You may be surprised by the number of unfamiliar terms associated with college and college life. Undergraduate, TA, accreditation, Greek life, the FAFSA—high school counselors and college admissions officers use these terms every day. Unfortunately, they don’t always stop to explain what each term means.
The “College Speak” series explains the college-oriented vocab that you need to be in the know and focus on the more important questions, such as “which school would be the best fit for me?”
Today’s terms are:
- reach school,
- match school, and
- safety school.
Selectivity: How difficult it is to gain admission to any particular school.
A school may be very selective, not selective at all, or anywhere in-between. The least selective colleges have open admission policies that, by definition, are un-selective—these schools admit every student who applies.
High selectivity, on the other hand, can be expressed in a couple of different ways. It may be seen in an admission process where only a small percentage of applicants are admitted. It may also be seen in a pool of applicants with very high qualifications. Such applicants have impressive transcripts, extracurricular activities, standardized test, essays, teacher recommendations, etc. Admission to the most selective schools is competitive in terms of both the number and the quality of the applicants.
Most schools are in-between very selective and open admissions—these schools are moderately selective. About 90 percent of the schools in The Princeton Review’s The Best 373 Colleges book fall into this category.
For these schools, you can get a sense of your chances of admission by looking at the average GPA and standardized test scores for the current freshman class. Doing so, you should be able to sort most of these schools into three categories: reach, match, and safety (see below).
Note that these categories don’t work for the most selective schools. Admission to these schools is so competitive that it is difficult to guarantee yourself a spot even if you have perfect grades and test scores. At the most selective schools, admissions officers rely heavily on subjective impressions of an applicant when making their decisions.
Many students add an unhealthy amount of stress to their lives in an effort to gain any perceived edge in applying to the most selective schools. For this reason, it’s not a good idea to make admission to a very selective school the only acceptable outcome of your application process. It might be nice to gain admission to a very selective school, but it certainly isn’t the only ticket to a successful future.
Reach School: A school whose admissions standards somewhat exceed your credentials.
PrincetonReview.com provides the academic profile of the current freshman class at over 2,000 colleges and universities. This profile includes its average high school GPA as well as the “middle 50%” (a.k.a. the 25th and 75th percentile) scores for both ACT and SAT takers.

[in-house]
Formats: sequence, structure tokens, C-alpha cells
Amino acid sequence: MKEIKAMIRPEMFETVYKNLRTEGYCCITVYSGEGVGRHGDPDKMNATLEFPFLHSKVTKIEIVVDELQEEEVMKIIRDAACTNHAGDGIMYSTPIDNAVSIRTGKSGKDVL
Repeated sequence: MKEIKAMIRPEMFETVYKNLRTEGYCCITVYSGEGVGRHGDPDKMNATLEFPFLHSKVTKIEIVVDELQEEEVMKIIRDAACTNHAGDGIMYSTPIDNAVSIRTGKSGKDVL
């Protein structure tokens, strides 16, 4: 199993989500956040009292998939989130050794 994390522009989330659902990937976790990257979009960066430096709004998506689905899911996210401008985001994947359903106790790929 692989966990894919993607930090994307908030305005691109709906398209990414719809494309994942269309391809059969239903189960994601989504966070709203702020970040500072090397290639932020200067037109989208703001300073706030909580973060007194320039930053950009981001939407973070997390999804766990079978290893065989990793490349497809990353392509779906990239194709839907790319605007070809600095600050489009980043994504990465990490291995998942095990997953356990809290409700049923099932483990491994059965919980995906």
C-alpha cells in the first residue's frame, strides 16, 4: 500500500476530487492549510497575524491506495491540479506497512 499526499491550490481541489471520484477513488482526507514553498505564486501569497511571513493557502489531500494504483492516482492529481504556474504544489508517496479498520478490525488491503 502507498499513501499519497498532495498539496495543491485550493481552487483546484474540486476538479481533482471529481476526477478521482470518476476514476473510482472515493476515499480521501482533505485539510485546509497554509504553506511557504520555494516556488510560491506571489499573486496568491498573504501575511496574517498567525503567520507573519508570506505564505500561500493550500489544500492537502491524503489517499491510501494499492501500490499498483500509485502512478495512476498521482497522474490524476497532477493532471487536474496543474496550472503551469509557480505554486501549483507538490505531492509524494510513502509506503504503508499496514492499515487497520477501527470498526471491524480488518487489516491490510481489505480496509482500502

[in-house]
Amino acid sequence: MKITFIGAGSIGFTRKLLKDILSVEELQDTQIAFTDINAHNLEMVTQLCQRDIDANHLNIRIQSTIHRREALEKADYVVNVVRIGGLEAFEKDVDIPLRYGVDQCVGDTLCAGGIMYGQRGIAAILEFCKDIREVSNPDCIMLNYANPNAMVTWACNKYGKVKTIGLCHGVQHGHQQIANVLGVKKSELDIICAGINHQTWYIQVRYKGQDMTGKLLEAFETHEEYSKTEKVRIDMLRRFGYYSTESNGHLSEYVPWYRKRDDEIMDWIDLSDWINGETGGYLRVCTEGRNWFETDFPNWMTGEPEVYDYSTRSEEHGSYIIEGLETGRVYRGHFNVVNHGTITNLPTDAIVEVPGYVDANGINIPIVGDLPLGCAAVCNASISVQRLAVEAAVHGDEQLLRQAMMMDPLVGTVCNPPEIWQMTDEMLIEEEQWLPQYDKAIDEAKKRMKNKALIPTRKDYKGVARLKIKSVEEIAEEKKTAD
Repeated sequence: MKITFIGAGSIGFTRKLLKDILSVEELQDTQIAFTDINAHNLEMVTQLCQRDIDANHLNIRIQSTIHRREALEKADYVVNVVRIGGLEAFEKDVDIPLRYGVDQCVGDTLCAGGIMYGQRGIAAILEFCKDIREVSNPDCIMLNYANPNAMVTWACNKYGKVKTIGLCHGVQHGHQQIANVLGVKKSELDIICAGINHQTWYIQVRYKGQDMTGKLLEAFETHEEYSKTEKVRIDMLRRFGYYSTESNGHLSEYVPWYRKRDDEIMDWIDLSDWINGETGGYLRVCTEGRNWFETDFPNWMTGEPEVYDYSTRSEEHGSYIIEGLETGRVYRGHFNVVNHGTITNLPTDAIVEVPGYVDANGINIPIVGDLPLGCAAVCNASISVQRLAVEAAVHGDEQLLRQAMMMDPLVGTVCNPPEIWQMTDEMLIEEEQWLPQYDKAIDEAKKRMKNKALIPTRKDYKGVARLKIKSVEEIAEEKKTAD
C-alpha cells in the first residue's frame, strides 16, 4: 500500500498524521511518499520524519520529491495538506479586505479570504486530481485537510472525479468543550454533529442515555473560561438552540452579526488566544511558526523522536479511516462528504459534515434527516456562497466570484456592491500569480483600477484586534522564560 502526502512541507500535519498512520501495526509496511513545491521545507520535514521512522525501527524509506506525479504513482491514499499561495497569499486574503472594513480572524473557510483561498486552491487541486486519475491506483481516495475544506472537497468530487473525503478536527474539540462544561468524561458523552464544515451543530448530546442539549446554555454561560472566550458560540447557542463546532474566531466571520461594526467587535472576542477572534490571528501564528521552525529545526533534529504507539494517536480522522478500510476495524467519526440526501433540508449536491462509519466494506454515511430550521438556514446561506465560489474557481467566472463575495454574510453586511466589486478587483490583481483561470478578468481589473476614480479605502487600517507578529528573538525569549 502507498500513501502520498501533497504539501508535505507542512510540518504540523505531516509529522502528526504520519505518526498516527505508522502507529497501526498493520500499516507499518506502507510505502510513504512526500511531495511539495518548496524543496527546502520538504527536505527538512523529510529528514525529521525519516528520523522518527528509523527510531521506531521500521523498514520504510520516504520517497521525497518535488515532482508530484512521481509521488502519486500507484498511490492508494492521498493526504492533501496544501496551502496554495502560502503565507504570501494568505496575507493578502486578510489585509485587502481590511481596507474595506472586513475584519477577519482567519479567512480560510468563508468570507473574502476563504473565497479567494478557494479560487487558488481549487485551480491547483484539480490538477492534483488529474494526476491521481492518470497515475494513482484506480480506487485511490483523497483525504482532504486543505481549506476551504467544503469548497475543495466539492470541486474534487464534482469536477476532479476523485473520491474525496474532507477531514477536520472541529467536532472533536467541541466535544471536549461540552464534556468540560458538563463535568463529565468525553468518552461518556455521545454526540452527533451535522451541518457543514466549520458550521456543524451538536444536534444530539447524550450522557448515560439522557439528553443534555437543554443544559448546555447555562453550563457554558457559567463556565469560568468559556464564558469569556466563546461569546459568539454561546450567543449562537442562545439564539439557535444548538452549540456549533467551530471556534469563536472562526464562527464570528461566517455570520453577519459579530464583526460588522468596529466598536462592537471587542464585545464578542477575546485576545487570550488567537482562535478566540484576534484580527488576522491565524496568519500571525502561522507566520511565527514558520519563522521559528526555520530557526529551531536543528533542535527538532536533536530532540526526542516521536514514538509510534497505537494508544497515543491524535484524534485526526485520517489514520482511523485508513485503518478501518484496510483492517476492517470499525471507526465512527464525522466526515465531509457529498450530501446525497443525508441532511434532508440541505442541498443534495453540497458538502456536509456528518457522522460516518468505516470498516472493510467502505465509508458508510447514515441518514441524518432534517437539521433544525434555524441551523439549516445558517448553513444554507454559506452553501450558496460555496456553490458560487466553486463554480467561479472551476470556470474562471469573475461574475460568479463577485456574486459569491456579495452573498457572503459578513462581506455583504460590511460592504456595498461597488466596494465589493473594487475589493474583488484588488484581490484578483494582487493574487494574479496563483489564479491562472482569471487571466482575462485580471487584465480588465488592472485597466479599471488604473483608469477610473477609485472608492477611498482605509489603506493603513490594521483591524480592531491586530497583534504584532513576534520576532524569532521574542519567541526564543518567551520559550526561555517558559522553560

While there are always exceptions, your odds of gaining admission to a school are relatively low if your standardized test scores are below the 25th percentile and your current high school GPA is half a point below the average.
If, however, your grades and scores are hovering around these marks, you still might apply to such a school—you’ll still have a shot, even if it is a long shot. This school would be considered a reach.
(If, on the other hand, your test scores are significantly below the 25th percentile and your current high school GPA is more than half a point below the average, the school would no longer be a reach—it’d be closer to a fantasy.)
While it’s okay to apply to one or two reach schools, you shouldn’t apply to more than three of them—it’s just not worth your time and money to do so.
Match School: A school whose admissions standards resemble your credentials.
You can visit PrincetonReview.com to find info on a school’s current freshman class. Your odds of gaining admission to that school should be about the same as its admissions rate if your standardized test scores are between the 25th and 75th percentiles and your current high school GPA is close to the average. Such a school would be considered a match.
You should focus most of your school research on match schools and eventually apply to three to five of them.
Safety School: A school whose admissions standards are below your credentials.
You can visit PrincetonReview.com to find info on a school’s current freshman class. Your odds of gaining admission to that school are relatively high if your standardized test scores are above the 75th percentile and your current high school GPA is half a point above the average. Such a school would be considered a safety.
You should definitely apply to one or two safety schools. As the name implies, these schools will provide a fallback option—or two—if you don’t get accepted to any other schools (it sometimes happens). There are also good financial reasons to apply to safety schools.
The trick with safety schools is finding schools that you actually wouldn’t mind attending. If you wouldn’t be caught dead at your safety schools, you need to look for new ones.